Christmas Catalogues & Festive Excitement


My daughter has spent a lot of time over the last few weeks perusing the Christmas 2021 Toys R Us catalogue. I have instilled in her the importance of reading it regularly and fully hyping herself up for the festive period. Look at the toys, imagine what you might receive on Christmas morning, and turn yourself into a quivering, over-excited yuletide wreck. Just like her father.

This year's catalogue is a little thin on games, but there's plenty there to excite children and adult-children alike. Its glossy pages are adorned with doll houses, Tamagotchi, Pokemon everything, board games, craft sets, a chain gun that fires off foam pellets, bikes, cars, robots that are cars, cars that are robots and robots that are just robots. It also features Lego sets to satisfy every kind of interest, as long as that interest is Disney, Minecraft, ninjas, or girls on vacation. And of course, it has video games. What would a Christmas catalogue be without them?

Our favourite hobby gets a double-page spread. But don't get too excited, as one of those pages is just Fortnite nerf guns. The second, however, is entirely dedicated to Switch, proof of the dominance that Nintendo enjoys here in Japan, and a reminder that for kids today, gaming = Switch, at least when it comes to consoles. No SEGA to balance things out like back in our day, or an NEC interloper to confuse non-savvy parents. Pokemon Diamond/Pearl and Ring Fit get the most space on the page, while the OLED, Lite and the OG Switch models all vie for your hard-earned cash.

To me, Christmas means video games. I was fortunate that my parents were willing and able to indulge my interest in games, one that developed around the age of eight or nine. But only at Christmas of course, because Christmas is made for consoles. I got my Master System II for Xmas 1991 or 1992, and a Gameboy around 1993. A Mega Drive followed the year I went to secondary school, and I got a Saturn bundle in 1996. If it wasn't consoles, it was games to play on them. Virtua Cop 2 and a blue light gun came one memorable Christmas; as I got older, it became a time for yearly updates of NBA Live or WWE Smackdown.

The truth about Christmas, and one that you only come to understand as you get older and presumably wiser, is that it's over in a flash and you need to savour the festive period, not just focus on the one day. It's all in the build up. Erecting the tree, decorating the house, shopping for loved ones, reminiscing and/or commiserating about Christmases past, deciding how you'll treat yourself, and setting impossibly high expectations for the 25th. It's about the Christmas period, and catalogues were a huge part of that build-up when I was a child.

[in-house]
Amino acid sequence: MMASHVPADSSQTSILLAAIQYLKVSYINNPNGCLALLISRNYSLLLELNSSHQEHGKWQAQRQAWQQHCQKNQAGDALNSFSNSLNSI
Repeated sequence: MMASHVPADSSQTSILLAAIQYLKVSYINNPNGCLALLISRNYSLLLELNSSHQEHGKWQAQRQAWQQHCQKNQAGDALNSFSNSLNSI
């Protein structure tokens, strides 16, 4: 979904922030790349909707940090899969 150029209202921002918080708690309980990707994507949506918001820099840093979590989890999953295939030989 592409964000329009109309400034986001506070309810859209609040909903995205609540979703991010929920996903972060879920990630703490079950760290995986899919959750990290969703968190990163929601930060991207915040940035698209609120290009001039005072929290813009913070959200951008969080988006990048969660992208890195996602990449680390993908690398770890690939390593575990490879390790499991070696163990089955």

My excitement levels would shift up a gear at the appearance of the Toys R Us catalogue. My brother and I would pore over it, planning Christmas lists and dreaming about aircraft carriers or big-boy consoles. I have a very clear memory of a winter catalogue for WH Smiths from 1992 that had Sonic The Hedgehog 2 on the cover. It was a version of the artwork that graced the front of the PAL Mega Drive game. I still had my Master System at the time, so I marveled at the 16-bit visuals and dreamt of the day I'd become a 16-bit boy. That I can still picture it now should give you an idea of how many hours I must've stared at it as a child!

And of course no Christmas would be complete without the Argos catalogue.

For the benefit of those of you not from the UK or Ireland: Argos is a retailer who for many years were the biggest catalogue shop on the market. You'd have been hard pressed to find a family in the 1980s-2000s that didn't have at least one Argos catalogue to hand. Released twice a year, not including seasonal supplements, they were hundreds of pages long and contained everything from lawnmowers to audio equipment. I can still picture many of the video game spreads which I spent so many hours looking at. The Master System II bundled with Sonic; the NES with Duck Hunt. A Mega Drive just under a hundred quid and an unfamiliar, grey rectangle from some electronics company called Sony. Come December, the pages would be littered with scrawled check marks - a wish-list of what we hoped might be under the tree come the 25th.

I've spent a silly amount of time over the last few days perusing PDF scans of these old catalogues. They are treasure troves, and the game pages in particular bring back untold memories, many of which are tied to the festive season. Maybe one day my daughter will look back at Christmas catalogues from her childhood and relive cherished memories, like I do now.

Happy Holidays to you and yours! Hopefully I'll see you back here just before New Year for my Best & Worst of 2021.

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